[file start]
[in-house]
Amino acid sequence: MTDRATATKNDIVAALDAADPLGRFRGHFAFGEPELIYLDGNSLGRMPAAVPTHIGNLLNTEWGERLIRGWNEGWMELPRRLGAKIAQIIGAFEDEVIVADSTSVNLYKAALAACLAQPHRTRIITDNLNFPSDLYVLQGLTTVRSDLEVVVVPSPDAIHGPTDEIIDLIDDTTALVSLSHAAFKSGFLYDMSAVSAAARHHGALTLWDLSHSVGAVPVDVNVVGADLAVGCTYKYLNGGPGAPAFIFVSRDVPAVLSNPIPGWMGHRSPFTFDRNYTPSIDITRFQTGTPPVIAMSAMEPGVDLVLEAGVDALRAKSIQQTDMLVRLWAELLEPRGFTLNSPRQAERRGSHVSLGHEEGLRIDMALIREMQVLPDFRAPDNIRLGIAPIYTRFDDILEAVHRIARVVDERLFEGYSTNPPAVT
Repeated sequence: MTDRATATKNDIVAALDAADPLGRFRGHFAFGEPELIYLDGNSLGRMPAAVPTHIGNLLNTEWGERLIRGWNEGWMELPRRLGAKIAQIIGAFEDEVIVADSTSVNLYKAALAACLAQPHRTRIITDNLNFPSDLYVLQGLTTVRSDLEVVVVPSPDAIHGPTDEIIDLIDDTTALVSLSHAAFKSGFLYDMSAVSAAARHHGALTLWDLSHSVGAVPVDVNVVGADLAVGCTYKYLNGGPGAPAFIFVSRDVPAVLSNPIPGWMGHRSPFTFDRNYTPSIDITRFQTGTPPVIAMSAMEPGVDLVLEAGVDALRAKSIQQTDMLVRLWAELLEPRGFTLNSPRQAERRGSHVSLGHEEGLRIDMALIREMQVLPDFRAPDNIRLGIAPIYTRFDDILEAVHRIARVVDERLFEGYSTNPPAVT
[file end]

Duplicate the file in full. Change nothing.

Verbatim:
[in-house]
Amino acid sequence: MTDRATATKNDIVAALDAADPLGRFRGHFAFGEPELIYLDGNSLGRMPAAVPTHIGNLLNTEWGERLIRGWNEGWMELPRRLGAKIAQIIGAFEDEVIVADSTSVNLYKAALAACLAQPHRTRIITDNLNFPSDLYVLQGLTTVRSDLEVVVVPSPDAIHGPTDEIIDLIDDTTALVSLSHAAFKSGFLYDMSAVSAAARHHGALTLWDLSHSVGAVPVDVNVVGADLAVGCTYKYLNGGPGAPAFIFVSRDVPAVLSNPIPGWMGHRSPFTFDRNYTPSIDITRFQTGTPPVIAMSAMEPGVDLVLEAGVDALRAKSIQQTDMLVRLWAELLEPRGFTLNSPRQAERRGSHVSLGHEEGLRIDMALIREMQVLPDFRAPDNIRLGIAPIYTRFDDILEAVHRIARVVDERLFEGYSTNPPAVT
Repeated sequence: MTDRATATKNDIVAALDAADPLGRFRGHFAFGEPELIYLDGNSLGRMPAAVPTHIGNLLNTEWGERLIRGWNEGWMELPRRLGAKIAQIIGAFEDEVIVADSTSVNLYKAALAACLAQPHRTRIITDNLNFPSDLYVLQGLTTVRSDLEVVVVPSPDAIHGPTDEIIDLIDDTTALVSLSHAAFKSGFLYDMSAVSAAARHHGALTLWDLSHSVGAVPVDVNVVGADLAVGCTYKYLNGGPGAPAFIFVSRDVPAVLSNPIPGWMGHRSPFTFDRNYTPSIDITRFQTGTPPVIAMSAMEPGVDLVLEAGVDALRAKSIQQTDMLVRLWAELLEPRGFTLNSPRQAERRGSHVSLGHEEGLRIDMALIREMQVLPDFRAPDNIRLGIAPIYTRFDDILEAVHRIARVVDERLFEGYSTNPPAVT